Is there a rule of thumb about how long after a co-worker passes away you should wait before asking if you can have his old desk?
— Wondering For A Friend
It depends. If you arranged for your co-worker’s demise, you should never ask for the furniture because that gives you a motive and makes you a suspect. Trust me, I know these things. If you are innocent and/or have an iron-clad alibi, the general rule is you should wait until one hour before any other co-worker asks or has enough nerve to simply implement a self-help switch.
— Evil Skippy
I get it. A co-worker is not exactly a loved one, but you do not want to appear to be crass. So be sneaky.
Tell your boss that you would be glad to help in this difficult time by clearing out the dearly departed person’s desk (use the person’s real name unless you want to sound like you just time travelled here from Victorian England). Say you know it will be a sad task but it needs to be done since there could be important work information stashed away. If you can manage a solitary tear, do so and close the conversation by saying that doing something like this will help you process the feelings of loss.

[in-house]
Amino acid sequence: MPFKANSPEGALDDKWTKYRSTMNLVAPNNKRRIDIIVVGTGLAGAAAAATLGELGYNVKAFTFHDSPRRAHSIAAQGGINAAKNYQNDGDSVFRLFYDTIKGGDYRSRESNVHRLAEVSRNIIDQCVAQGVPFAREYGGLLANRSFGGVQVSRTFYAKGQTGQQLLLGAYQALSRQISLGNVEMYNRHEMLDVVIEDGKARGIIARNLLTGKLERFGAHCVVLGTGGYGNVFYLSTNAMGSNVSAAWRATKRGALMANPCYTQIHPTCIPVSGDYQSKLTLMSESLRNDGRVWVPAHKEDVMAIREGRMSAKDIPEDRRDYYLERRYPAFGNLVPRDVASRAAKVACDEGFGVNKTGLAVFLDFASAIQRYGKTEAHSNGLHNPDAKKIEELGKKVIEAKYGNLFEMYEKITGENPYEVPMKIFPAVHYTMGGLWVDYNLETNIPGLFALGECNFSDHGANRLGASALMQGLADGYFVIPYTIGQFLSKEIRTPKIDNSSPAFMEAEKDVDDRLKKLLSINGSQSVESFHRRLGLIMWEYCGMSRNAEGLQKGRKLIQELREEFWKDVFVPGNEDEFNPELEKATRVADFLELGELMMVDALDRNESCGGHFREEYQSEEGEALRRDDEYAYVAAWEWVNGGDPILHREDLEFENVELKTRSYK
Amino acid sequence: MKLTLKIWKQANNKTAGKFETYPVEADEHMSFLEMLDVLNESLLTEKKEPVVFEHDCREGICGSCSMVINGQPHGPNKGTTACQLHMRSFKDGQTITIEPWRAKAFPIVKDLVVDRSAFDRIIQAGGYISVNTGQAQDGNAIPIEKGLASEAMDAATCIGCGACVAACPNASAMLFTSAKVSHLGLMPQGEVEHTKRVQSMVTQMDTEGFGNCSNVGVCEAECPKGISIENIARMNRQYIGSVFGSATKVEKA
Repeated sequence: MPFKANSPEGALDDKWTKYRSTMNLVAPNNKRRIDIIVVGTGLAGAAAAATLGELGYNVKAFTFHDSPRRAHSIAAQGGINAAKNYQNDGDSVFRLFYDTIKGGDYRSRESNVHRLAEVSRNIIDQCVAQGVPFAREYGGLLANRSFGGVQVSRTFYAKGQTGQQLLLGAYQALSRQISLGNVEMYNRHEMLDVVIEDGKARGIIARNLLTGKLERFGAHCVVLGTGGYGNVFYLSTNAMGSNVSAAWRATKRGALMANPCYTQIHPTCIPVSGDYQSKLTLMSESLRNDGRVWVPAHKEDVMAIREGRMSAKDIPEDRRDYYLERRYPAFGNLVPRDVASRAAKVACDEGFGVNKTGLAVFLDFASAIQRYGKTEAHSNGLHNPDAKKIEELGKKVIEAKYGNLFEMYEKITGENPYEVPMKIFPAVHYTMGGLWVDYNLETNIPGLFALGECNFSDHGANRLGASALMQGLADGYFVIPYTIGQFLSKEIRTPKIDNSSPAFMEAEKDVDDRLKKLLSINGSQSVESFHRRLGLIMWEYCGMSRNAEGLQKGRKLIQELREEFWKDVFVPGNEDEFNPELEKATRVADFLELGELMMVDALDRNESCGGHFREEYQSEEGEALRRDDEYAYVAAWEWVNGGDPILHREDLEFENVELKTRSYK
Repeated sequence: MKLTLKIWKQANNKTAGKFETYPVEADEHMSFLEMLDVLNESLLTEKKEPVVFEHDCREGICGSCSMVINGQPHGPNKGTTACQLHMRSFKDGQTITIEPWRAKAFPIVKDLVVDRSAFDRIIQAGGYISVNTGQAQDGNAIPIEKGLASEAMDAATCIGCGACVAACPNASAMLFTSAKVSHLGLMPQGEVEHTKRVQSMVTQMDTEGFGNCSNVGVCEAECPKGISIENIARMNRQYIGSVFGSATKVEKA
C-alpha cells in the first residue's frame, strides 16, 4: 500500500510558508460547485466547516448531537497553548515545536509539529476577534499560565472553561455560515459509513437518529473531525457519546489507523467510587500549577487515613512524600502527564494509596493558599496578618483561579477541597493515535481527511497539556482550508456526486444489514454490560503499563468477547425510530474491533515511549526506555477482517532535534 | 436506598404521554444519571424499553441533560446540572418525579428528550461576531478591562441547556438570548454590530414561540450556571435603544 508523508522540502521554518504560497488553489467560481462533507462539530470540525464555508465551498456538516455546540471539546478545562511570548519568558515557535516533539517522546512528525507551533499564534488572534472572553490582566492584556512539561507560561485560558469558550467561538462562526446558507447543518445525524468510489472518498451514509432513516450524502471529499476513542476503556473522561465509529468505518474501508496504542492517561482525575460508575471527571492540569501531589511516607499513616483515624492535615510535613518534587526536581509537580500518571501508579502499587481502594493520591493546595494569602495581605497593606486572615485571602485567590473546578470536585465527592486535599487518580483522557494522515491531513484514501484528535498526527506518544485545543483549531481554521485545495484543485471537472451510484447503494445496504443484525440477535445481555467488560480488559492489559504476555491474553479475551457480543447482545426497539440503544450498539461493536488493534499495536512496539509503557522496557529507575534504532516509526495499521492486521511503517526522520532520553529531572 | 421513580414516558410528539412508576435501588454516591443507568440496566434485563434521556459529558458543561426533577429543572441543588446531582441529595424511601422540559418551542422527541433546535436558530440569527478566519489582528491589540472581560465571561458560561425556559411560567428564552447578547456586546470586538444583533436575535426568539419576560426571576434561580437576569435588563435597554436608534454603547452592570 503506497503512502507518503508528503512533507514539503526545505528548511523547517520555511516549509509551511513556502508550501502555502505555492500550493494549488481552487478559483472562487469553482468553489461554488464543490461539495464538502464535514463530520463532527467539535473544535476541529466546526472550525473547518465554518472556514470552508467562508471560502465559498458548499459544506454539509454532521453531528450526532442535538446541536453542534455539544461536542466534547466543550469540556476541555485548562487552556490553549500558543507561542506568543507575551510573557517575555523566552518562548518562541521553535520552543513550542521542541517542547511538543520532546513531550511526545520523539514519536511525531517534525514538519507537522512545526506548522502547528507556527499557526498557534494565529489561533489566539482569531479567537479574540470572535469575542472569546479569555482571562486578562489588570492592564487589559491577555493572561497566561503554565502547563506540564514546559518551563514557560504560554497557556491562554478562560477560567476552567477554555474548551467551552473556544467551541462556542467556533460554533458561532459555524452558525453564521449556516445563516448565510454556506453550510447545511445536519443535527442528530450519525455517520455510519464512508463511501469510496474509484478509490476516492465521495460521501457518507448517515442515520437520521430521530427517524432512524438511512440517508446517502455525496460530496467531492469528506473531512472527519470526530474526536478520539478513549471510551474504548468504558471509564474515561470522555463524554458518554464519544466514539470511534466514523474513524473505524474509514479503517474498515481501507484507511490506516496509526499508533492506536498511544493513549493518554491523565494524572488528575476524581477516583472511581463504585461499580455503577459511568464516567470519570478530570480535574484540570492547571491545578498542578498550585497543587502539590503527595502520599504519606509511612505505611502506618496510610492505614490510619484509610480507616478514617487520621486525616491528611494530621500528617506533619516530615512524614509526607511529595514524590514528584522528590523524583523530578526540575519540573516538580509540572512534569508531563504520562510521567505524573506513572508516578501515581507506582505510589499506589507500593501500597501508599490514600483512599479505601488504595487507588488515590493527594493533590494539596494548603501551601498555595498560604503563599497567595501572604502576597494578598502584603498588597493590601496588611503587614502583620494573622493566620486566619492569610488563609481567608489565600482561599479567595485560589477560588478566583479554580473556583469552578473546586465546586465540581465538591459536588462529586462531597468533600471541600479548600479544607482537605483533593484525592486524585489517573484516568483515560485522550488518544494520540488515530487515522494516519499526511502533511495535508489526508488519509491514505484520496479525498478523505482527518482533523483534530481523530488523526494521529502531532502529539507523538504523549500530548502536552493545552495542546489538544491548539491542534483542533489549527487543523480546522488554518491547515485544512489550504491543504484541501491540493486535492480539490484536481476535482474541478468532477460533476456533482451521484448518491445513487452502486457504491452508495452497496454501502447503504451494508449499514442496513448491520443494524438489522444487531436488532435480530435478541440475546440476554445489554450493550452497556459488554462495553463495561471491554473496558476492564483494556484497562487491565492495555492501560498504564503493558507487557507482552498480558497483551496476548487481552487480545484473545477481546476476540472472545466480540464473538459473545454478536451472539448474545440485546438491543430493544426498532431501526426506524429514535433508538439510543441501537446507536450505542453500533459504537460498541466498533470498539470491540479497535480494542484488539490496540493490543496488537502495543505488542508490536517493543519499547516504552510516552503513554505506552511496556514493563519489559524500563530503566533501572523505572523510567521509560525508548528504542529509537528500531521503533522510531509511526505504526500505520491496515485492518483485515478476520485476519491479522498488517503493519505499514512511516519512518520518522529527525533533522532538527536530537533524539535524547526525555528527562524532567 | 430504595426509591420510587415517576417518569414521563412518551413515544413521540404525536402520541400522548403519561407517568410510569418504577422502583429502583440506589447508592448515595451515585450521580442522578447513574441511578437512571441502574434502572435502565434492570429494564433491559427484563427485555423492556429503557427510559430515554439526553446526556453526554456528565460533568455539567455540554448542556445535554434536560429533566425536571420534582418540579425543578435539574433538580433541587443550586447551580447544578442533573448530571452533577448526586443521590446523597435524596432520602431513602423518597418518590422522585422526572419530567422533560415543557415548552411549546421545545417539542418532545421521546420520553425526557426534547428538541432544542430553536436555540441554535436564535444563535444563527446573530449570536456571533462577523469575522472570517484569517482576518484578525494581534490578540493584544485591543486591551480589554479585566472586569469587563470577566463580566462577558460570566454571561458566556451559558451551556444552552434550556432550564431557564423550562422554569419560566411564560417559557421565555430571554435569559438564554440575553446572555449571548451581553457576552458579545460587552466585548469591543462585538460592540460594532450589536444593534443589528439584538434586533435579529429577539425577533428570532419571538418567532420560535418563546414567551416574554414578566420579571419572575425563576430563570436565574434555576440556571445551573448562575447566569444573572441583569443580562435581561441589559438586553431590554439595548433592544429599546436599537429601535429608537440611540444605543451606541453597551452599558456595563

You will have to complete the extra work, but when you report back to your boss what you found you will have the perfect opportunity to make your real request: “I don’t want to sound like a vulture, but would it be possible to swap desks? I realized when cleaning out [Insert The Right Name Here]’s desk that it is much nicer than the one I have now.” Of course this is an obvious ploy and unless your boss is a dolt, he or she won’t be fooled. However, your boss will also see that you took pains to appear as respectful as possible – and in the workplace, actual conduct is what counts as opposed to what you are merely thinking. You still might not get your wish, but you will have a better chance of being at the front of the line.
Don’t do what one of my ex-colleagues did. Most of us went to the memorial service after a co-worker died and she asked our boss if she could move into the newly-vacant office as we were standing in the receiving line to express our condolences to the family. When the boss chastised her for clumsy timing, she didn’t get it and replied, “What is the big deal? It’s not like he is going to be using it.”
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